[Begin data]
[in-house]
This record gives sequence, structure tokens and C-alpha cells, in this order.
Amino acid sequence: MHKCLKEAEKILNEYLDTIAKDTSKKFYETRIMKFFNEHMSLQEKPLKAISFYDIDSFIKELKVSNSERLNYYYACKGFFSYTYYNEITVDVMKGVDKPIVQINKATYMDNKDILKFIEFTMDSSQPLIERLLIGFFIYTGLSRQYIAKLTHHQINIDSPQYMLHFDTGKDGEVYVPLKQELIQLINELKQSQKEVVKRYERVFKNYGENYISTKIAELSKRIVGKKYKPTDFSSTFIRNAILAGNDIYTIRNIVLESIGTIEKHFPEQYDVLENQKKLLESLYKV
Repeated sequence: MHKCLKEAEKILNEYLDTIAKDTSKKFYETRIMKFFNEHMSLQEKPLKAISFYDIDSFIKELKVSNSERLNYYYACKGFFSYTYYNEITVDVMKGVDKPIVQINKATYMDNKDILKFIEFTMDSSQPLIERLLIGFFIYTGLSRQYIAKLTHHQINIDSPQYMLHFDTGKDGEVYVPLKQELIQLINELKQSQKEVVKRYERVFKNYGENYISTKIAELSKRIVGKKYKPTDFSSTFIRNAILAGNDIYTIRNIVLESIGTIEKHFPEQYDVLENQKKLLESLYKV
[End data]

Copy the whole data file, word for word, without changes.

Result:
[in-house]
This record gives sequence, structure tokens and C-alpha cells, in this order.
Amino acid sequence: MHKCLKEAEKILNEYLDTIAKDTSKKFYETRIMKFFNEHMSLQEKPLKAISFYDIDSFIKELKVSNSERLNYYYACKGFFSYTYYNEITVDVMKGVDKPIVQINKATYMDNKDILKFIEFTMDSSQPLIERLLIGFFIYTGLSRQYIAKLTHHQINIDSPQYMLHFDTGKDGEVYVPLKQELIQLINELKQSQKEVVKRYERVFKNYGENYISTKIAELSKRIVGKKYKPTDFSSTFIRNAILAGNDIYTIRNIVLESIGTIEKHFPEQYDVLENQKKLLESLYKV
Repeated sequence: MHKCLKEAEKILNEYLDTIAKDTSKKFYETRIMKFFNEHMSLQEKPLKAISFYDIDSFIKELKVSNSERLNYYYACKGFFSYTYYNEITVDVMKGVDKPIVQINKATYMDNKDILKFIEFTMDSSQPLIERLLIGFFIYTGLSRQYIAKLTHHQINIDSPQYMLHFDTGKDGEVYVPLKQELIQLINELKQSQKEVVKRYERVFKNYGENYISTKIAELSKRIVGKKYKPTDFSSTFIRNAILAGNDIYTIRNIVLESIGTIEKHFPEQYDVLENQKKLLESLYKV